2009: The Year of the Subject Line

Happy New Year! Now that you are back at work and focused on making 2009 the best year ever, I want to share the one secret to success that will put you light years ahead of your competition: the subject line.

I’d like to proclaim 2009 the “year of the subject line.” In the world of e-mail, with so many choices on how to best affect results, I have chosen the subject line, in large part, due to the economy’s financial state. The reality is, we are in a recession. And, one thing that all recessionary times foster is innovation. And in a time of technical innovation, you can be sure that 2009 will bring the introduction of new ways to communicate with each other electronically. Think about it, we are already reading e-mail in diverse places. We access our e-mail accounts on our PCs, laptops, mobile devices, social networks, NintendoDS and other gaming systems, on some airlines and even through hotel networks and cable TVs. Next up on the list will include access to e-mail inside our GPS systems in our vehicles, via MP3s that are not iPhones, inside appliances (like your refrigerator), and possibly even integrated into personal appliances we travel with like alarm clocks, digital photo frames, and more.

When e-mail is available to you wherever you are and surrounds whatever you are doing, the success of it breaking through the clutter of a normal life will be based on how well the subject line matches your current frame of mind.

Think about it. If you are in a doctor’s office waiting room with nothing else to do, even the most mundane subject line may get you to open an e-mail because you need to pass the time. On the contrary though, if you receive that same e-mail while you are walking to your departure terminal at the airport, the chances that you will open it will be slim to none.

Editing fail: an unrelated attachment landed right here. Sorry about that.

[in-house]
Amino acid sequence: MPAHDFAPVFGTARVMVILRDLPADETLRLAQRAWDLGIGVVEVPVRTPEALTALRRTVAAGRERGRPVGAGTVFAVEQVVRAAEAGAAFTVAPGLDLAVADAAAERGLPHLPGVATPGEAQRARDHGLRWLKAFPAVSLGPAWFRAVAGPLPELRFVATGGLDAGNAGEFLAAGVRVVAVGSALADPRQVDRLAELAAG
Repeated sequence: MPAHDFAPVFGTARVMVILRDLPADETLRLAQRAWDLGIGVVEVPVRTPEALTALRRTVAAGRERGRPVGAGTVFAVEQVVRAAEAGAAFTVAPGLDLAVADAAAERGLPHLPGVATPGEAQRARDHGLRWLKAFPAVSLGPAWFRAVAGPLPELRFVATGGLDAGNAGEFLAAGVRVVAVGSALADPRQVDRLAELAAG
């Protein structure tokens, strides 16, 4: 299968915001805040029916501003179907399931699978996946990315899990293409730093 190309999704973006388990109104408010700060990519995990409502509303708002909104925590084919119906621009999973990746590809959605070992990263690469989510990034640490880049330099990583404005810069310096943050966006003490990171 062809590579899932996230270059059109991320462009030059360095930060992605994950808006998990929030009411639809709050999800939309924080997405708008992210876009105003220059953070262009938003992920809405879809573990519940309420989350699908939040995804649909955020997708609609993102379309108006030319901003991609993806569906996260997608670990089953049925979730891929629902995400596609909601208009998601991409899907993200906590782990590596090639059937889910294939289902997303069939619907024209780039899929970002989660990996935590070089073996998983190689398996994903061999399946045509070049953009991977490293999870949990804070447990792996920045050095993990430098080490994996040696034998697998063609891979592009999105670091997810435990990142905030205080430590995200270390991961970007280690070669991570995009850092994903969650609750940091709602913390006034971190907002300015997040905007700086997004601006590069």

So how can you make sure your subject line will drive the most impact in 2009? Here are three tips of simple, innovative, and fun ways to increase your impact:

  • Call your media planner (or Microsoft directly). Ask them to share their Hotmail e-mail reading trends with you. Microsoft gathers no personally identifiable data around what types of personal e-mails get read, so it can more appropriately advise on how to buy banners around the e-mail inbox. You might think that people plan to buy your product on a certain day or time of day, when in reality the buzz about it is happening at a different time. This route can increase your results by 600 percent or more.

  • Poll your family and friends. Face it, we are in the media business. We all think electronically. Try polling your friends and family who are not in marketing and ask them what their priorities are for the next week or month. You might be surprised to hear people say things like: to go shopping after holiday discounts, or to get ready for the Super Bowl. In any event, that gives you a huge hint as to what themes to use with your subject line. In my last column, I used a $0 offer and got many, many people to respond saying that they opened it because it was in line with their seasonal thoughts and priorities.
  • Don’t forget the non-responders. Just because someone doesn’t open in 72 hours doesn’t mean she’s not interested. E-mails perform that best when the same message is sent to a non-responder three times (in a bit of a different creative shell of course). Many companies always focus on the 30 percent who open and cast off the 70 percent who don’t. A subject line with “last chance” or “final offer” can help activate up to 50 percent of your non-responders.

While I am confident that the subject line of your e-mail will be the key to great results in 2009, don’t forget other important aspects of your e-mail program. These include: delivery and reputation, opt-in capture and profiling on your Web site, and integration with other media channels like banners or social networks. Remember these points and your 2009 will be off to a great start.

For more tips and hints, check out this free preview of my book, “Email Marketing: An Hour A Day.” “Email Marketing Book: An Hour a Day.”

Related reading

/IMG/550/200550/google-gmail-logo-320x198
email3-1
Gmail-Logo
Gmail-Logo
<